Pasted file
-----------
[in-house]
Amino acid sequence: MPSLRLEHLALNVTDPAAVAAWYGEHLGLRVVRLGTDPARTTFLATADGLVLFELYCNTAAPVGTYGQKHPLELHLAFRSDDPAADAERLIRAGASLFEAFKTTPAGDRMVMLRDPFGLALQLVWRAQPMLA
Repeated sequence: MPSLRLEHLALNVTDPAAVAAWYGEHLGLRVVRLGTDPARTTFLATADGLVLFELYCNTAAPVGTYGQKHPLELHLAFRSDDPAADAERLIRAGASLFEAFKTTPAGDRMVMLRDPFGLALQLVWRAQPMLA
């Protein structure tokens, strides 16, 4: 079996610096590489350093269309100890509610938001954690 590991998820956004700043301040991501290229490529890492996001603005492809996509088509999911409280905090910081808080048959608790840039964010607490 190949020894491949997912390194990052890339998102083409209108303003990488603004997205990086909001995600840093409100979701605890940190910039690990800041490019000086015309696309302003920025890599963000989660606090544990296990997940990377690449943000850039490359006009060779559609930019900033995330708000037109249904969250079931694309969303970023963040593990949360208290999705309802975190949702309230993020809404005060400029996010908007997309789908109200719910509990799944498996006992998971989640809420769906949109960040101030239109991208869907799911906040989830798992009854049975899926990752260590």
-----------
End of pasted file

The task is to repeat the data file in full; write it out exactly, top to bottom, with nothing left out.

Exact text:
[in-house]
Amino acid sequence: MPSLRLEHLALNVTDPAAVAAWYGEHLGLRVVRLGTDPARTTFLATADGLVLFELYCNTAAPVGTYGQKHPLELHLAFRSDDPAADAERLIRAGASLFEAFKTTPAGDRMVMLRDPFGLALQLVWRAQPMLA
Repeated sequence: MPSLRLEHLALNVTDPAAVAAWYGEHLGLRVVRLGTDPARTTFLATADGLVLFELYCNTAAPVGTYGQKHPLELHLAFRSDDPAADAERLIRAGASLFEAFKTTPAGDRMVMLRDPFGLALQLVWRAQPMLA
């Protein structure tokens, strides 16, 4: 079996610096590489350093269309100890509610938001954690 590991998820956004700043301040991501290229490529890492996001603005492809996509088509999911409280905090910081808080048959608790840039964010607490 190949020894491949997912390194990052890339998102083409209108303003990488603004997205990086909001995600840093409100979701605890940190910039690990800041490019000086015309696309302003920025890599963000989660606090544990296990997940990377690449943000850039490359006009060779559609930019900033995330708000037109249904969250079931694309969303970023963040593990949360208290999705309802975190949702309230993020809404005060400029996010908007997309789908109200719910509990799944498996006992998971989640809420769906949109960040101030239109991208869907799911906040989830798992009854049975899926990752260590």